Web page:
Monday, April 29, 2013

A Dream of Perpetual Motion

I finished Dexter Palmer's Dream of Perpetual Motion a little bit ago, and I'm still trying to wrap my head around it and what it says about our world.  It was one of the best, most thought-provoking novels I've read in a long time (and that includes Cloud Atlas, much as I loved that book as well)

I'm still finding it difficult to write coherently about the novel, so, forthwith, some general thoughts...

Palmer has written a book with the trappings of steampunk, but A Dream of Perpetual Motion doesn't really have a steampunk vibe.  Part of that is the way that most of the trappings Palmer uses have an important thematic function rather than just functioning as stage scenery.  For example, the novel is full of attempts to mechanize what we normally see as things that make as human.  Most obvious of those is the mention that Prospero wants to create an artificial/mechanical soul.  But we also see the ubiquitous mechanical men as attempts to supplant human beings (with a specific mention being made that it might be more efficient to have them not look human, but then it wouldn't achieve the aesthetic goal of replicating humanity).  And, of course, Harold's job at a greeting card factory, making ersatz sentiments, ultimately reduced to parody when he and his co-workers are told to create individual rhyming couplets that can be strung together by someone else in different combinations to create new greeting cards.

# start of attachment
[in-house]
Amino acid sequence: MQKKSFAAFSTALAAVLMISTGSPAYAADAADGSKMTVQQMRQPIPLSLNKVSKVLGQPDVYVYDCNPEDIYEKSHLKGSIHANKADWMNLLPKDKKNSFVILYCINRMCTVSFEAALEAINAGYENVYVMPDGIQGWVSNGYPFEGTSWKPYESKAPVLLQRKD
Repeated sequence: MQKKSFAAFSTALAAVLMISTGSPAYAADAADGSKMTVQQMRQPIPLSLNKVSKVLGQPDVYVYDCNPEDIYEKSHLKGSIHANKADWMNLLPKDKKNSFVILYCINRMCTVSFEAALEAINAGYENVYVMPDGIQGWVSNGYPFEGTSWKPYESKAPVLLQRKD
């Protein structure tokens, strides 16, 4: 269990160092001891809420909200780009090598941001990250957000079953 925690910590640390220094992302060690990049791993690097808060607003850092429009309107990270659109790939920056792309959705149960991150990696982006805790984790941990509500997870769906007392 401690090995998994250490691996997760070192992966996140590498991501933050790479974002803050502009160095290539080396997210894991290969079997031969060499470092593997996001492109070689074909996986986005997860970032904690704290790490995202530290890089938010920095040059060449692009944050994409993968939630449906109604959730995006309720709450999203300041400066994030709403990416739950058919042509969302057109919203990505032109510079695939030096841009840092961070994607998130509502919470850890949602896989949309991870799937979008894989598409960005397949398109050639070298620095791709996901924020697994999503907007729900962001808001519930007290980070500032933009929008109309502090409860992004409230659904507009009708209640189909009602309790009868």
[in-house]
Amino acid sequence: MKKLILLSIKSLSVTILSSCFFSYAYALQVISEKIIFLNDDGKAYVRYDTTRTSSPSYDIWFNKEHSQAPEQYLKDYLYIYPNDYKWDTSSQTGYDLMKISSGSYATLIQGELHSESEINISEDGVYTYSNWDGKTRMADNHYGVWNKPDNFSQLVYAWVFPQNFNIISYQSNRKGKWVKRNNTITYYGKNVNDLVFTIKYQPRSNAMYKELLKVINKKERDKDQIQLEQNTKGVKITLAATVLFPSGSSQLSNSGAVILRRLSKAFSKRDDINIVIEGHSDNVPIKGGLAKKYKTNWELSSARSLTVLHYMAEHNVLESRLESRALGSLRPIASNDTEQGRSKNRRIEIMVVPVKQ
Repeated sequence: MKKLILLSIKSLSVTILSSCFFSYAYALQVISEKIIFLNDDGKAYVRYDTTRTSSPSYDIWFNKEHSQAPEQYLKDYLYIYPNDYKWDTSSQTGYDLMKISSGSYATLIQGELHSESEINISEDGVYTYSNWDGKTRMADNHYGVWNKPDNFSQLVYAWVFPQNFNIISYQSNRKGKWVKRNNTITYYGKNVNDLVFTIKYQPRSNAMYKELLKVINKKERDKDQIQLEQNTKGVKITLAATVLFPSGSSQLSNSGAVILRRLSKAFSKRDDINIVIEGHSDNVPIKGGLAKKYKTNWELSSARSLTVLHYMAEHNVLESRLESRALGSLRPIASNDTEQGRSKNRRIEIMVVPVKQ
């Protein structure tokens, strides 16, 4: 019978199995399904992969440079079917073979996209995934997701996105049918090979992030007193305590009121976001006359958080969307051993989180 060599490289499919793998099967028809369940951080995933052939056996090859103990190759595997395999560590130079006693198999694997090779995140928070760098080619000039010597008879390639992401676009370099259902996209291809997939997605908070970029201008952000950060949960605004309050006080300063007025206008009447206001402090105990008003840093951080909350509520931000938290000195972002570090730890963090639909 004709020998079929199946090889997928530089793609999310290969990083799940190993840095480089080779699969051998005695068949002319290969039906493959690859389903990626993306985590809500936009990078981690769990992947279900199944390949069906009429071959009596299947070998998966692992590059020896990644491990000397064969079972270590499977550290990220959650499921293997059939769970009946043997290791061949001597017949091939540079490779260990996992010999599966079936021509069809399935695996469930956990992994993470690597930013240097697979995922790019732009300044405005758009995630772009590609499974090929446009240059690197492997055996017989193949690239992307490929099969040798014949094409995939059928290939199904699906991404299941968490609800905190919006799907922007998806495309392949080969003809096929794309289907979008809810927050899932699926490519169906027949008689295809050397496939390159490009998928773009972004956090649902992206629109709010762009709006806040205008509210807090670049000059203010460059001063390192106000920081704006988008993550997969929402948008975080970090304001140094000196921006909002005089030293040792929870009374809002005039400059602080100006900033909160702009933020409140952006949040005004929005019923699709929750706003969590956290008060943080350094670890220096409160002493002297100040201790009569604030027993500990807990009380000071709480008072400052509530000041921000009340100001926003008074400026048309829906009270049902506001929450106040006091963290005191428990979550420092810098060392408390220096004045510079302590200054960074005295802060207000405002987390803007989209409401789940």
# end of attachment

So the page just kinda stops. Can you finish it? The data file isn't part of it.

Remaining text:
One thing I think was really interesting is that Miranda is rarely described, except for having long hair.  We just sort of tend to assume that she's beautiful because she's (in some sense) the heroine.  When the sculptor finally mentions that, in fact, she was kind of ordinary and had bad skin, it's a call-out to the way we romanticize and objectify others, just as Prospero, in a much more horrific way, objectifies Miranda and denies her agency.

There's also a theme of noise-as-destruction that runs through the novel.  Harold's telling his sister about noise-cancelling waves leads to her self-destructive art project; the musical constructs that go insane near the end of the novel are producing noise instead of music; and there's a mention somewhere in the novel that we need to find the music under the noise of life so that we can connect.

These are really random thoughts about the novel, and none of them is particularly profound -- partly because Palmer does such a great job of twining everything together.  It's sometimes said that if you can summarize everything that a book is trying to say into a few paragraphs, then you didn't really need the book, and I think that Dream really demonstrates the truth of the saying.

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